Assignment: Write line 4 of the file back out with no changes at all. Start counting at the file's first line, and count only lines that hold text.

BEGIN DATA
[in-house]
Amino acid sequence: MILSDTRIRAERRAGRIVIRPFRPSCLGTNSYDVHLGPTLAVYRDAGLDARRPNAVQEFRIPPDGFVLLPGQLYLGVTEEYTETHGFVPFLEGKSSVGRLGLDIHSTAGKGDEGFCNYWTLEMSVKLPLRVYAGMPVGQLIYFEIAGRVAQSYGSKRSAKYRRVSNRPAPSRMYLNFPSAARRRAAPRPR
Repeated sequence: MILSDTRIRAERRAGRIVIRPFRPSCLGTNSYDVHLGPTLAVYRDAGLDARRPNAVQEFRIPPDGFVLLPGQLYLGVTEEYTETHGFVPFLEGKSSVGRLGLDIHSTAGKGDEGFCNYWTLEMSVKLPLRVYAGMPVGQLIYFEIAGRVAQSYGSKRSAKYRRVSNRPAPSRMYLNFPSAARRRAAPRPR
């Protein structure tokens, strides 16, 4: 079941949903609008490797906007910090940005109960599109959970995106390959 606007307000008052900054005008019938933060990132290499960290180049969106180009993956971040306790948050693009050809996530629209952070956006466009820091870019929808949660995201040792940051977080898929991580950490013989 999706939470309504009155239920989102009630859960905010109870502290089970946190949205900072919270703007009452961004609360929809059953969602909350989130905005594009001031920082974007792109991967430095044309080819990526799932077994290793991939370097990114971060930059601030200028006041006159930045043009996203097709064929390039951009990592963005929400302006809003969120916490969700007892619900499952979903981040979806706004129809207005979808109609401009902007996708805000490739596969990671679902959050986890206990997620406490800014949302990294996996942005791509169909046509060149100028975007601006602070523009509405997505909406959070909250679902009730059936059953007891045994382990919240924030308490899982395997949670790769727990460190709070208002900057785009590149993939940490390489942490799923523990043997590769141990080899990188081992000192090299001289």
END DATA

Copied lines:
């Protein structure tokens, strides 16, 4: 079941949903609008490797906007910090940005109960599109959970995106390959 606007307000008052900054005008019938933060990132290499960290180049969106180009993956971040306790948050693009050809996530629209952070956006466009820091870019929808949660995201040792940051977080898929991580950490013989 999706939470309504009155239920989102009630859960905010109870502290089970946190949205900072919270703007009452961004609360929809059953969602909350989130905005594009001031920082974007792109991967430095044309080819990526799932077994290793991939370097990114971060930059601030200028006041006159930045043009996203097709064929390039951009990592963005929400302006809003969120916490969700007892619900499952979903981040979806706004129809207005979808109609401009902007996708805000490739596969990671679902959050986890206990997620406490800014949302990294996996942005791509169909046509060149100028975007601006602070523009509405997505909406959070909250679902009730059936059953007891045994382990919240924030308490899982395997949670790769727990460190709070208002900057785009590149993939940490390489942490799923523990043997590769141990080899990188081992000192090299001289």